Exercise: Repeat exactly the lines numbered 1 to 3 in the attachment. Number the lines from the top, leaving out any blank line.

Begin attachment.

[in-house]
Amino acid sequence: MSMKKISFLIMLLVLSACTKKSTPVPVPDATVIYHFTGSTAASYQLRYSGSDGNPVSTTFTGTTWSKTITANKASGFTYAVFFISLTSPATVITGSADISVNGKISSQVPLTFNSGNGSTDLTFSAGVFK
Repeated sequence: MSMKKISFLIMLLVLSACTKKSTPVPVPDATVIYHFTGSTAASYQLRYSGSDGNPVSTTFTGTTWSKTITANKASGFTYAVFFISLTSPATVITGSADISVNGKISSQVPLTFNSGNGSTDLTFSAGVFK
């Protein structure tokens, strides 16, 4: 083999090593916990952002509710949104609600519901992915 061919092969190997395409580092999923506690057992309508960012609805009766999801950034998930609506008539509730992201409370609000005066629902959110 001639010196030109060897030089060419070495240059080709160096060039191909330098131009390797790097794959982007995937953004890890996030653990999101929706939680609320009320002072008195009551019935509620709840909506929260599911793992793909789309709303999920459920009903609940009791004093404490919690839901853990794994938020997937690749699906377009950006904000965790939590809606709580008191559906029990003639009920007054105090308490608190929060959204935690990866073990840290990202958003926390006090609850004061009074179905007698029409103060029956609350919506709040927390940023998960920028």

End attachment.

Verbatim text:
[in-house]
Amino acid sequence: MSMKKISFLIMLLVLSACTKKSTPVPVPDATVIYHFTGSTAASYQLRYSGSDGNPVSTTFTGTTWSKTITANKASGFTYAVFFISLTSPATVITGSADISVNGKISSQVPLTFNSGNGSTDLTFSAGVFK
Repeated sequence: MSMKKISFLIMLLVLSACTKKSTPVPVPDATVIYHFTGSTAASYQLRYSGSDGNPVSTTFTGTTWSKTITANKASGFTYAVFFISLTSPATVITGSADISVNGKISSQVPLTFNSGNGSTDLTFSAGVFK